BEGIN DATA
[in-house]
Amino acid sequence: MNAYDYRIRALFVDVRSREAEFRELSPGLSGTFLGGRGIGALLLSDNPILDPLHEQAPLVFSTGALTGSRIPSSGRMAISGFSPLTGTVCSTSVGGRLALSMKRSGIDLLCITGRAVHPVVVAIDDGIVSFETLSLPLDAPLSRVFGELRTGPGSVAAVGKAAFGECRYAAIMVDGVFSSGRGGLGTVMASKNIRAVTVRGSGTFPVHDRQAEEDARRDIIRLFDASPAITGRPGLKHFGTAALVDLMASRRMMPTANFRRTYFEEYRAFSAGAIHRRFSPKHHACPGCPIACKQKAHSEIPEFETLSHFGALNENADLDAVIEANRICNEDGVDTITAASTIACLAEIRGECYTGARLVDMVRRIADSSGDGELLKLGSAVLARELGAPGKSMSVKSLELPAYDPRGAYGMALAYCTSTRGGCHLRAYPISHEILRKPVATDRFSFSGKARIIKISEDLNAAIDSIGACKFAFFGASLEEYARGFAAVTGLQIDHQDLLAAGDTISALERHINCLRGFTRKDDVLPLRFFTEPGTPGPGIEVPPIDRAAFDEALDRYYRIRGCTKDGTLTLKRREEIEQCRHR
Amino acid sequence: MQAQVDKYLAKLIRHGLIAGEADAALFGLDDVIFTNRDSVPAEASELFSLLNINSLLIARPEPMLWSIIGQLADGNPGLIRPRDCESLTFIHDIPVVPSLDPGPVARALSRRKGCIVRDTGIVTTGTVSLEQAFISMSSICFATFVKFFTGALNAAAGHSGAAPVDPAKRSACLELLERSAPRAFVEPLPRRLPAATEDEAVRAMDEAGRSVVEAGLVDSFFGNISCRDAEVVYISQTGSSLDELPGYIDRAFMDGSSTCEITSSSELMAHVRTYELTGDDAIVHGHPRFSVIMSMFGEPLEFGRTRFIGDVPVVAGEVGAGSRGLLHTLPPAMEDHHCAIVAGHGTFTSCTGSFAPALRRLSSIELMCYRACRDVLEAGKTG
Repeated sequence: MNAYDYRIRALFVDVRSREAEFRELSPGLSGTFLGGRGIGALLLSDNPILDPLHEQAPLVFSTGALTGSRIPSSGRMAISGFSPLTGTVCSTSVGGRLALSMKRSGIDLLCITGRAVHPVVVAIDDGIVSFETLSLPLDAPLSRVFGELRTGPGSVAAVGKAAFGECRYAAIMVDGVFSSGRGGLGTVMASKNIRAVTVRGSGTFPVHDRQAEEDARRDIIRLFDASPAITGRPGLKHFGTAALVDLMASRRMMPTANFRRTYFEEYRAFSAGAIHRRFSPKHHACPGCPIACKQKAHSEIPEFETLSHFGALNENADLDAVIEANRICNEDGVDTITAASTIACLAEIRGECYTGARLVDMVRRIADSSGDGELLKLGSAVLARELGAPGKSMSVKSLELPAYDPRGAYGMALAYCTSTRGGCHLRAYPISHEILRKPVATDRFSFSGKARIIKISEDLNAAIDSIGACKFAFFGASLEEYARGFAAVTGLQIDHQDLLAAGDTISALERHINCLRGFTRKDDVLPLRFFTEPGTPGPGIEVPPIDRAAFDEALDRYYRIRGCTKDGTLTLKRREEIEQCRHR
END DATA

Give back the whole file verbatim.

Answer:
[in-house]
Amino acid sequence: MNAYDYRIRALFVDVRSREAEFRELSPGLSGTFLGGRGIGALLLSDNPILDPLHEQAPLVFSTGALTGSRIPSSGRMAISGFSPLTGTVCSTSVGGRLALSMKRSGIDLLCITGRAVHPVVVAIDDGIVSFETLSLPLDAPLSRVFGELRTGPGSVAAVGKAAFGECRYAAIMVDGVFSSGRGGLGTVMASKNIRAVTVRGSGTFPVHDRQAEEDARRDIIRLFDASPAITGRPGLKHFGTAALVDLMASRRMMPTANFRRTYFEEYRAFSAGAIHRRFSPKHHACPGCPIACKQKAHSEIPEFETLSHFGALNENADLDAVIEANRICNEDGVDTITAASTIACLAEIRGECYTGARLVDMVRRIADSSGDGELLKLGSAVLARELGAPGKSMSVKSLELPAYDPRGAYGMALAYCTSTRGGCHLRAYPISHEILRKPVATDRFSFSGKARIIKISEDLNAAIDSIGACKFAFFGASLEEYARGFAAVTGLQIDHQDLLAAGDTISALERHINCLRGFTRKDDVLPLRFFTEPGTPGPGIEVPPIDRAAFDEALDRYYRIRGCTKDGTLTLKRREEIEQCRHR
Amino acid sequence: MQAQVDKYLAKLIRHGLIAGEADAALFGLDDVIFTNRDSVPAEASELFSLLNINSLLIARPEPMLWSIIGQLADGNPGLIRPRDCESLTFIHDIPVVPSLDPGPVARALSRRKGCIVRDTGIVTTGTVSLEQAFISMSSICFATFVKFFTGALNAAAGHSGAAPVDPAKRSACLELLERSAPRAFVEPLPRRLPAATEDEAVRAMDEAGRSVVEAGLVDSFFGNISCRDAEVVYISQTGSSLDELPGYIDRAFMDGSSTCEITSSSELMAHVRTYELTGDDAIVHGHPRFSVIMSMFGEPLEFGRTRFIGDVPVVAGEVGAGSRGLLHTLPPAMEDHHCAIVAGHGTFTSCTGSFAPALRRLSSIELMCYRACRDVLEAGKTG
Repeated sequence: MNAYDYRIRALFVDVRSREAEFRELSPGLSGTFLGGRGIGALLLSDNPILDPLHEQAPLVFSTGALTGSRIPSSGRMAISGFSPLTGTVCSTSVGGRLALSMKRSGIDLLCITGRAVHPVVVAIDDGIVSFETLSLPLDAPLSRVFGELRTGPGSVAAVGKAAFGECRYAAIMVDGVFSSGRGGLGTVMASKNIRAVTVRGSGTFPVHDRQAEEDARRDIIRLFDASPAITGRPGLKHFGTAALVDLMASRRMMPTANFRRTYFEEYRAFSAGAIHRRFSPKHHACPGCPIACKQKAHSEIPEFETLSHFGALNENADLDAVIEANRICNEDGVDTITAASTIACLAEIRGECYTGARLVDMVRRIADSSGDGELLKLGSAVLARELGAPGKSMSVKSLELPAYDPRGAYGMALAYCTSTRGGCHLRAYPISHEILRKPVATDRFSFSGKARIIKISEDLNAAIDSIGACKFAFFGASLEEYARGFAAVTGLQIDHQDLLAAGDTISALERHINCLRGFTRKDDVLPLRFFTEPGTPGPGIEVPPIDRAAFDEALDRYYRIRGCTKDGTLTLKRREEIEQCRHR